Canada's Sports Hall of Fame Canadian History and Society: Through the Lens of Sport Virtual Museum of Canada


Sheer will, disciplined determination and mental toughness drove Conn Smythe to the greatest sporting and military achievements. Smythe didn't care if his athletes or soldiers liked him as a person, but he did care whether they respected him. And from this perspective, Smythe was accountable, capable, extremely hard-working and determined to succeed. He simply believed in the work ethic.

Smythe consistently displayed these virtues throughout his two careers. Initially a gunner in the artillery during the First World War, Smythe was awarded the Military Cross for an act of 'exemplary gallantry' just before transferring to the Royal Flying Corps. He was shot down, captured and spent 14 months in a German prisoner-of-war camp in Poland. When the Second World War broke out, Smythe was in his forty's and was a successful sports leader but through the love of his country felt compelled to return to action. He was given command of an anti-aircraft unit from the 30th Battery Royal Canadian Artillery. This unit he renamed as the Sportsmen's Battery. In 1944 he was badly wounded by a piece of shrapnel and was dependent on walking with a cane for the rest of his life.

The exact same disciplined and focused virtues that Smythe displayed in the military, he displayed in sport as well. In the 1920's he coached the University of Toronto team to two Allan Cups and a World Championship. As a result of that success he was head-hunted to form a professional hockey team for New York City. When that didn't work out he returned to Toronto in 1926 and through sheer will bought the franchise of the Old Toronto St. Pats. The next year Smythe had raised the money to build Maple Leaf Gardens and formed the Toronto Maple Leafs. The club moniker was formed out of the symbol of the Maple Leaf on the badges of Canadian soldiers in the First World War, while the blue and white colours were those of the original St. Pat's hockey team.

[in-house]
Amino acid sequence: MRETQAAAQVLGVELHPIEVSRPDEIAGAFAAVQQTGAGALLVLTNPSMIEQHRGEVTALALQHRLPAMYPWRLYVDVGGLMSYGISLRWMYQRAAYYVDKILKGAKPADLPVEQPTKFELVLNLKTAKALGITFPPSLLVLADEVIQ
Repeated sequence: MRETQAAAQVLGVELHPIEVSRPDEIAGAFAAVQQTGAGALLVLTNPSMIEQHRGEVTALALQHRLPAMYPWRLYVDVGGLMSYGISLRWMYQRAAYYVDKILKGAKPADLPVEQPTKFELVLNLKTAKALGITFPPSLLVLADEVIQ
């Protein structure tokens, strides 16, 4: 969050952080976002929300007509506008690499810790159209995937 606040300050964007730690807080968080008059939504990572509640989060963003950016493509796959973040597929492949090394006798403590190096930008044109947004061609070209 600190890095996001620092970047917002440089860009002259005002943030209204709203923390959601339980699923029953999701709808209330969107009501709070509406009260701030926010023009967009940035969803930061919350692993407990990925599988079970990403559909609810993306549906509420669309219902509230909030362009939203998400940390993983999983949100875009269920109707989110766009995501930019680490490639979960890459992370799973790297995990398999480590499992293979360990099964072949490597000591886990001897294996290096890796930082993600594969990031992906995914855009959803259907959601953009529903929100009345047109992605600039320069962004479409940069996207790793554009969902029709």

Fewer men commanded such respect in either sport or the military, let alone both. In 1950, The Canadian Forum wrote: "It's hard to find any veteran that doesn't admire and respect him very much. He ran his military establishment with all the spit, polish and efficiency that characterizes Maple Leaf Gardens."

Photograph of Conn Smythe wearing hockey sweater
Conn Smythe started his athletic career playing hockey for the University of Toronto Varsity Blues in 1912. As the team captain he led the Blues to the Ontario Hockey Association (OHA) championship in 1915. A week later he and some of his teammates enlisted to serve in World War One. The mental toughness and leadership abilities that he displayed playing hockey would also be displayed as a soldier.
Collection: Canada's Sports Hall of Fame

Photograph of Conn Smythe wearing military uniform - World War One
Lt. Conn Smythe trained as an artillery officer and served with the 40th (Sportsmen) Battalion before transferring to the Royal Flying Corps as an aerial observer and flying officer. He was shot down on October 14, 1917 and spent the remainder of the war as a Prisoner of War. His strength of character and resourcefulness saw him through some of the major battles and a year as a POW.
Collection: Hockey Hall of Fame

Sack with printed image Paschen 1916
The Red Cross played a critical role in keeping Canadian prisoners from starving. They sent care packages which contained food among other items. There were 2,018 Canadians that were taken prisoner during World War One, including Conn Smythe.
Collection: The Glenbow Museum accession #C2455

Photograph of Conn Smythe in World War Two military uniform
When World War Two broke out, Smythe formed the 30th (Sportsmen) Battalion where he commanded an anti-aircraft unit. He again showed his courage, initiative and leadership that characterized his career as a sportsman and military officer.
Collection: Hockey Hall of Fame

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